People have different reasons for beginning a yoga practice. Health, fitness, peace of mind. Writer Clare Dederer says in her recent book Poser: my life in twenty-three yoga poses, that it was her newborn daughter that led her there.
Not me. Murder led me to yoga.
Most of my adult life, I've been surrounded by murder. I've been a newspaper crime reporter, a network television producer for a show that focuses on murders, and that led me to write four true-crime books about, you guessed it, murder.
Several years ago, I decided that I needed more balance (understatement alert) in my life and so began going to yoga with my wife who was then and is still practicing. I had gone for a while in the '70s when I was having panic attacks but that was a long time ago. (By the way, yoga cured me of those panic attacks.)
At I began this second go-round with yoga, I was very stiff and nearly pulled a hamstring in my first class but I kept at it. I went through a phase where I couldn't believe how hard I found each posture. The young supple female teachers were doing them with ease but I was struggling with the easiest of moves. I needed to carry a towel to class because I sweat so profusely and, believe me, I noticed that no one else was sweating like that.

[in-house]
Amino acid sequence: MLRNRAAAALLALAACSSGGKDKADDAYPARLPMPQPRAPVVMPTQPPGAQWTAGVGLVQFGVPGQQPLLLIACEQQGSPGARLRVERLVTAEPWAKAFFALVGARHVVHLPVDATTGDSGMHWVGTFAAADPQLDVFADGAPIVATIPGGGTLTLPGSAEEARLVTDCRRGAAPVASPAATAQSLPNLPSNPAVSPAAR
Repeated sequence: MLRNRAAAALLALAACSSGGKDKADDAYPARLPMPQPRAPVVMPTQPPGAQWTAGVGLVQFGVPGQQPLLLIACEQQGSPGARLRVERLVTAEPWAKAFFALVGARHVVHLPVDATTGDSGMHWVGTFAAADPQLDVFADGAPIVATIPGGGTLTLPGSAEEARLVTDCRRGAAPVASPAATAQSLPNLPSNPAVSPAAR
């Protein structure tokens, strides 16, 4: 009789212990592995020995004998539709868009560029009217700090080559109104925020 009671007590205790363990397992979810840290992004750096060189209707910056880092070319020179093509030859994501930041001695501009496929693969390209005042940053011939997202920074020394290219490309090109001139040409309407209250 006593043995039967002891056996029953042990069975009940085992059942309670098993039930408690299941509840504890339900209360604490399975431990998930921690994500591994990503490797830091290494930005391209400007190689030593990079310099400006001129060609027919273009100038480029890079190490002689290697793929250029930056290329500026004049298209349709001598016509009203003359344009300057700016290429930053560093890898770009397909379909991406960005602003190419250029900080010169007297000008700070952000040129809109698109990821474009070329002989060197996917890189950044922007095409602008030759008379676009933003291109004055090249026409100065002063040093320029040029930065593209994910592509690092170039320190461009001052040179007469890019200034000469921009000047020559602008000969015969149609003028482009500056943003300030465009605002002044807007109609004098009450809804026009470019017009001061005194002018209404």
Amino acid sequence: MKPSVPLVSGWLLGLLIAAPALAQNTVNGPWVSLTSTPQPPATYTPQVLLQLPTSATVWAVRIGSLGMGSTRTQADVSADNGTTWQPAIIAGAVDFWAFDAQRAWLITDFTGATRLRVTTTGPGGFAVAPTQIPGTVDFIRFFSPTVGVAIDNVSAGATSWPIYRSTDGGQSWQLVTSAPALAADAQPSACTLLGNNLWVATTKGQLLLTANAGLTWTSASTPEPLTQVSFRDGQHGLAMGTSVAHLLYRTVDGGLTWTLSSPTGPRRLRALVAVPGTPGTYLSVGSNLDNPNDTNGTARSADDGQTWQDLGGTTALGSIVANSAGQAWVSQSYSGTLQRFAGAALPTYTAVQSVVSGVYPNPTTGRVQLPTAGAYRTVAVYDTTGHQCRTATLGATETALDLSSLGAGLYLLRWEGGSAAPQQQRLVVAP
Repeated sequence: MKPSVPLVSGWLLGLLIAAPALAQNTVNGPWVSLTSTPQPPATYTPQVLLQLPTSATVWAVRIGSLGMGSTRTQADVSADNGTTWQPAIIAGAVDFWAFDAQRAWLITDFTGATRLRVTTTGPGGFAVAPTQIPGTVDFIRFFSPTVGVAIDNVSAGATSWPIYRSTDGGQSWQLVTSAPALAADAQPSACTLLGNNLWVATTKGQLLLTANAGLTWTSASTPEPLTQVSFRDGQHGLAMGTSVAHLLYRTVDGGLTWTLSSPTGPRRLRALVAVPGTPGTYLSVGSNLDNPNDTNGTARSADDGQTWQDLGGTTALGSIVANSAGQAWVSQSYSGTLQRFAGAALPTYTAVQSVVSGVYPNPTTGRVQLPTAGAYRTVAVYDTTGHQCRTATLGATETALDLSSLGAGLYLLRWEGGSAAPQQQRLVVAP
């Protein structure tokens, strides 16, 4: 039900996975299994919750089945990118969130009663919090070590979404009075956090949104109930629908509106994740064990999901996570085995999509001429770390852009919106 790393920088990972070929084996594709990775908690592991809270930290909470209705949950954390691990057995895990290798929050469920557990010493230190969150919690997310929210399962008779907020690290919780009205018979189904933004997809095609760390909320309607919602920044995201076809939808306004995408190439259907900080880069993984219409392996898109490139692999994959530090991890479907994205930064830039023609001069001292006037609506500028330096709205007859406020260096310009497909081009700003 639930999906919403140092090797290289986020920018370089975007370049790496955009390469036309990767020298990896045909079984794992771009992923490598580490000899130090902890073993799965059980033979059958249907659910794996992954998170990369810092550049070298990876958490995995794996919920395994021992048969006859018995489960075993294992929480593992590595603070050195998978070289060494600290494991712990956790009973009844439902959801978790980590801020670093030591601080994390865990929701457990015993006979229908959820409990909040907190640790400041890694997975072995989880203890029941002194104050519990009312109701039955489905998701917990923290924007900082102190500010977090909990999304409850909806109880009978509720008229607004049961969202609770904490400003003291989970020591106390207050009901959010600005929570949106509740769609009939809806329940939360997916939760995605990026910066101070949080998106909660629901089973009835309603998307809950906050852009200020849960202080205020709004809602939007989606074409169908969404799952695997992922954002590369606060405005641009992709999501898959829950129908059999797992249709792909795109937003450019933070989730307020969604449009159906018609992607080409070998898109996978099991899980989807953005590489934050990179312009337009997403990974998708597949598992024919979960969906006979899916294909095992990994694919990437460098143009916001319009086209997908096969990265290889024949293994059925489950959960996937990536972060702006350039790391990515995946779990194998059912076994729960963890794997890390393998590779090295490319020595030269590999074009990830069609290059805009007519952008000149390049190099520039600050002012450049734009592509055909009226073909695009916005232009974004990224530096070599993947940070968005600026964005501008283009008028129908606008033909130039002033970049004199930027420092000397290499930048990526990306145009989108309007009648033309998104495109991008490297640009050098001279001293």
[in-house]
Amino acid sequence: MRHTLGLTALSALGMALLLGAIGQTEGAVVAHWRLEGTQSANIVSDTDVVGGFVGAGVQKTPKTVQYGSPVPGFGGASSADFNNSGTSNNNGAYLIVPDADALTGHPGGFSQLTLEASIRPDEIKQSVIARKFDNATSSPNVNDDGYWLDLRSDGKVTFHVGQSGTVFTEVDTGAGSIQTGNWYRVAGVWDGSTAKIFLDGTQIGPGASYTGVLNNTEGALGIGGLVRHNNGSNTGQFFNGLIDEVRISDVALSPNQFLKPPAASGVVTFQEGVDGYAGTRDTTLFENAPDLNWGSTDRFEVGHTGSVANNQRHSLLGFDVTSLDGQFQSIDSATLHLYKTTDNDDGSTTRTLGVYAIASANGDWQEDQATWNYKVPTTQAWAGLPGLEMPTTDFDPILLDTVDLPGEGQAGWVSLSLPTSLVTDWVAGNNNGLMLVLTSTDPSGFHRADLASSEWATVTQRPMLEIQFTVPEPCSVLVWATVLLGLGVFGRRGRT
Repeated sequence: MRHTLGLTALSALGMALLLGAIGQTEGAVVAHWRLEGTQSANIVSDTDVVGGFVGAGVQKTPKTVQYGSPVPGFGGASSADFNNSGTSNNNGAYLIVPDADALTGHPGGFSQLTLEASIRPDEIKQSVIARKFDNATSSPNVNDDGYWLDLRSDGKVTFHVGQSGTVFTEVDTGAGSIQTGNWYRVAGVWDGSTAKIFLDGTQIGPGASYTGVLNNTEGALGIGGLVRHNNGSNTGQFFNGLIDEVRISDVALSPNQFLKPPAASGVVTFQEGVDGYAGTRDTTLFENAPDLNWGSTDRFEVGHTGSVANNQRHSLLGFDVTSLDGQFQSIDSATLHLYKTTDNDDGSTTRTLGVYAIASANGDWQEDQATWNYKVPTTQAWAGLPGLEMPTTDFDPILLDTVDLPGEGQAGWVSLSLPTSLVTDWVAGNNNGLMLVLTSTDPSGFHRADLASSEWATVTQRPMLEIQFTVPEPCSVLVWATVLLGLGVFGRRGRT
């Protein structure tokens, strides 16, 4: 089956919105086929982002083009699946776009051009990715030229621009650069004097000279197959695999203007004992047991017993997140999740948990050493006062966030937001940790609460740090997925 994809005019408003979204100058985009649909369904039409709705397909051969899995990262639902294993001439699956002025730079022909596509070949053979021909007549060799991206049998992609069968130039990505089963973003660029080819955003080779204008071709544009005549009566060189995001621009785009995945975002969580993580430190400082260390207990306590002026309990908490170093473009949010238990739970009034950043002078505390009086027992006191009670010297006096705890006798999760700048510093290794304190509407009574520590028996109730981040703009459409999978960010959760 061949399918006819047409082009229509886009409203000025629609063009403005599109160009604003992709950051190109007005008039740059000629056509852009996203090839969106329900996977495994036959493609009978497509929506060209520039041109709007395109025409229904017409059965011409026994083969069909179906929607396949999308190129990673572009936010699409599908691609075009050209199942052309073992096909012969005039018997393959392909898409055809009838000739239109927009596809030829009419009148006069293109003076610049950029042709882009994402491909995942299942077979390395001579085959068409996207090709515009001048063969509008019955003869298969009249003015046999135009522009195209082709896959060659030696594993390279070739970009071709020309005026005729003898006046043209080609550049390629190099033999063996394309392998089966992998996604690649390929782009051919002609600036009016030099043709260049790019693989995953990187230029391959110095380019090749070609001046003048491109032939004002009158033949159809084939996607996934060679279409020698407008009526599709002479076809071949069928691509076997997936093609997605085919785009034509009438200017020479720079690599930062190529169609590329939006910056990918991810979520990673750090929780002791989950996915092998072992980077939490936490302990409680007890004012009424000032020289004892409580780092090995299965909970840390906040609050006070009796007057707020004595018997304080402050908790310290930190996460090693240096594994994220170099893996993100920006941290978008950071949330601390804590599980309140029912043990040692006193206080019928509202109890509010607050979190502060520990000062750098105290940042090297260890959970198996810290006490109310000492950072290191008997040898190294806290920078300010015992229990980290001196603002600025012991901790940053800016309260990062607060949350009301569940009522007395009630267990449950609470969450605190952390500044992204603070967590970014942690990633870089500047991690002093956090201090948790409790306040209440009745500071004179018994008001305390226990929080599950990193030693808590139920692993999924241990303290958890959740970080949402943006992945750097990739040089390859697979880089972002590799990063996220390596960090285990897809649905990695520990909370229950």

But I kept at it, began following some teachers I really liked and attended a small studio in my neighborhood where I really 'learned' yoga. These days, I'm not an expert but I feel I can attend pretty much any studio and not embarrass myself.
I'm still surrounded by murder at work, but yoga has given me a lot of perspective and I try, as they say, to take the yoga off the mat and use it in my life.
I'm usually surprised by something or someone in yoga class, and one teacher introduced me to my favorite poem, "The Summer Day" written by Mary Oliver. It's those last two lines that are always get me:
Tell me, what is it you plan to do
With your one wild and precious life?
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